I saw this video this morning, and while it’s not about travel or filmmaking, I did realize something very interesting that applies to both. Your perception of the world is misleading you.
You don’t have to watch the video, but it’s pretty remarkable what this guy builds. An electric Hot Rod, the first I’ve ever heard of. What really struck me was when he talked about what kind of noise the engine makes.
None. It’s silent.
He says it worried him. Hot Rods have to be loud, the engine noise is as much a defining factor as is the speed or style of a Hot Rod. This car is silent. How could it be a Hot Rod then?
This made me think about perception. As animals, we learn the world around us, perceive it a certain way, and accept it as truth. We do so to make it easier, and faster, to navigate our world, effectively using less energy to do so, which is the goal for all life on earth, can I do this with less energy waisted. We recognise food, faces, places, and they become knowledge so we don’t have to waste resources discovering them over and over again.
This kinda sucks when you apply it to art or travel.
I love the fact that this Hot Rod doesn’t make a noise. It still is a Hot Rod, but not as you expect it. That’s what makes it interesting, wonderful, and creative. If we constantly expect the same thing out of something, then we will never have anything novel. It’s this loss of perception that created something novel, and that is wonderful. Go to countries and challenge your perception of a foreign culture. I guarantee any preconceived idea you have of a place you’ve never been to will be wrong on some level, for better or worse. This will broaden your mind, and amaze you.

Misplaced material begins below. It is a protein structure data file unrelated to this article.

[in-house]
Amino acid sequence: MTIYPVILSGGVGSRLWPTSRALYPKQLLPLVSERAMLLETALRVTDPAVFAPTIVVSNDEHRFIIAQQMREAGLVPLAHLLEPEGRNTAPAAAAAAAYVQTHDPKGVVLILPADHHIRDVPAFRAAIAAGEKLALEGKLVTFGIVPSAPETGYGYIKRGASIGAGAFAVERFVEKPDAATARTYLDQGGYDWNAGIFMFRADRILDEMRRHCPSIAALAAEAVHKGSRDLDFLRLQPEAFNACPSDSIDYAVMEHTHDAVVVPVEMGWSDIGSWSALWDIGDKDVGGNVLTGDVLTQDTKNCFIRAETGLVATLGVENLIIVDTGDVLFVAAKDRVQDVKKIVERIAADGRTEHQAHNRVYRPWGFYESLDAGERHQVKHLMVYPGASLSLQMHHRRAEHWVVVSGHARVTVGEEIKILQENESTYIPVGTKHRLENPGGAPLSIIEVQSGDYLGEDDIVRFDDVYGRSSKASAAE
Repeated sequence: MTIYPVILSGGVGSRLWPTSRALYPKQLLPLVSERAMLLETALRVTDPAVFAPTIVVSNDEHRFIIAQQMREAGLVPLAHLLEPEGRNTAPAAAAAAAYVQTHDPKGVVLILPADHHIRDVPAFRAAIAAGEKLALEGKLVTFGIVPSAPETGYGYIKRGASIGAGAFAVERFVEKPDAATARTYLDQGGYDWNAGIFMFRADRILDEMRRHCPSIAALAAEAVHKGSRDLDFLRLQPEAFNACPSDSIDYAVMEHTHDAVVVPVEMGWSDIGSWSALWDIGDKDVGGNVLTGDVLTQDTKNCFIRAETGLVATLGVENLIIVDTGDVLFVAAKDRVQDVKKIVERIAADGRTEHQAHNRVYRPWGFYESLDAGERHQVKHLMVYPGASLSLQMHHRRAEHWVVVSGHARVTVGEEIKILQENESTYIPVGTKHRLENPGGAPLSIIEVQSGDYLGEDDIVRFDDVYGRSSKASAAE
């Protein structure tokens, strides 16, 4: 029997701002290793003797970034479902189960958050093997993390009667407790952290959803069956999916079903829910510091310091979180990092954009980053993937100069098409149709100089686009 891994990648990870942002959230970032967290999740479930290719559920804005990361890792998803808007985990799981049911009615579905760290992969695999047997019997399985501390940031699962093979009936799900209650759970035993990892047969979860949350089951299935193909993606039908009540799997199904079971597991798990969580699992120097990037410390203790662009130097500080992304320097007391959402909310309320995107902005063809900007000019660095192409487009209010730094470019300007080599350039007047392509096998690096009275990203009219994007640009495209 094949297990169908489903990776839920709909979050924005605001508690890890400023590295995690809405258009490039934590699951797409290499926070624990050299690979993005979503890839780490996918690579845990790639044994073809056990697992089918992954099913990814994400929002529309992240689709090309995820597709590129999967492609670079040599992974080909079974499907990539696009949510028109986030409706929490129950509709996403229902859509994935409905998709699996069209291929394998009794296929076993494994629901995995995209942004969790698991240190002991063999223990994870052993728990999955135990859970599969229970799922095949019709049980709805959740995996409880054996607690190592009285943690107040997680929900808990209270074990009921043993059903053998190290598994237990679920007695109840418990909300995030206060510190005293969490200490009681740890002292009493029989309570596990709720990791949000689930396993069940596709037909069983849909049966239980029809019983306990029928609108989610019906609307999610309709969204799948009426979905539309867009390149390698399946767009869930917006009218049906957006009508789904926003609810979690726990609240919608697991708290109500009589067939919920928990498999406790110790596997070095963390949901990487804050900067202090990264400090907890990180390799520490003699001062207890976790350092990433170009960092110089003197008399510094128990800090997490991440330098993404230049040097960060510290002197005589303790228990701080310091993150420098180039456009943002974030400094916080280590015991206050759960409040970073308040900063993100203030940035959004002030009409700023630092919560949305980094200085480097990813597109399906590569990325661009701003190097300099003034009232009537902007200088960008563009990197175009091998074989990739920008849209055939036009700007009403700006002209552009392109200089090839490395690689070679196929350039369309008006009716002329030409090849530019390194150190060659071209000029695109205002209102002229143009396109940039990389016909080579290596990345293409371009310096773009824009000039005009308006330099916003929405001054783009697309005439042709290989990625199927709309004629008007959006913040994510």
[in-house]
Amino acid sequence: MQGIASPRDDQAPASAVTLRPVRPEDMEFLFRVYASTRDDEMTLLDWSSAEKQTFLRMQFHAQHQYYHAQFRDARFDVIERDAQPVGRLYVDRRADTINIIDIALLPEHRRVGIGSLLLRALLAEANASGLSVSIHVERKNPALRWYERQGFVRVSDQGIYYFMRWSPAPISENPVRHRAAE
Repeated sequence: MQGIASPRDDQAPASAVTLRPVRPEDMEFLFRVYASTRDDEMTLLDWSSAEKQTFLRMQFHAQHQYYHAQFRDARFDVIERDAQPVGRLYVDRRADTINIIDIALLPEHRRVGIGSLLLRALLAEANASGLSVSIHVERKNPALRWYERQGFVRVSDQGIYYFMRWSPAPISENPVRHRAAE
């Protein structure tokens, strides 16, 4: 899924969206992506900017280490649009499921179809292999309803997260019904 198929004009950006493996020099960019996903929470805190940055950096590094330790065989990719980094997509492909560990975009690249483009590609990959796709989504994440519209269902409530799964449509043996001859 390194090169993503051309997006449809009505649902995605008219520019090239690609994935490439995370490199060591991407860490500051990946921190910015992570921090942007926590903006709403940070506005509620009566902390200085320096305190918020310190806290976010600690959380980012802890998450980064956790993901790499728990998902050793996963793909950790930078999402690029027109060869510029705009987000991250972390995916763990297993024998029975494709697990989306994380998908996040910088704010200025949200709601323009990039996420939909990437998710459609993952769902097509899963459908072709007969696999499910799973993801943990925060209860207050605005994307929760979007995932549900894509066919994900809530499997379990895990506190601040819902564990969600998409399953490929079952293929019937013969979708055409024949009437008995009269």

The same goes for filmmaking. How many Super Hero films are there? How many are exactly the same? Change the dynamic, change the conversation, change the perception of what a Super Hero is and you will create something rather interesting. Spiderverse, Glass, Hancock. It goes for any genre, just imagine how it could be the same, but different, and blow people’s minds.
Roberto Serrini is a professional filmmaker who records his adventures in word, photography and film. He is a staff writer for Get Lost Magazine, a senior contributor to Trip Advisor, as well as a drone operator. His work can be seen at www.robertoserrini.com where he can be contacted as well. The Vintage Camera Quest is an adventure through vintage cameras.
Follow him @serrini
Taking old cars and making them better is a part of American culture: the hot rod. In this episode of State of Repair, Jim Belosic takes a 1981 Honda Accord and makes it electric… and very fast.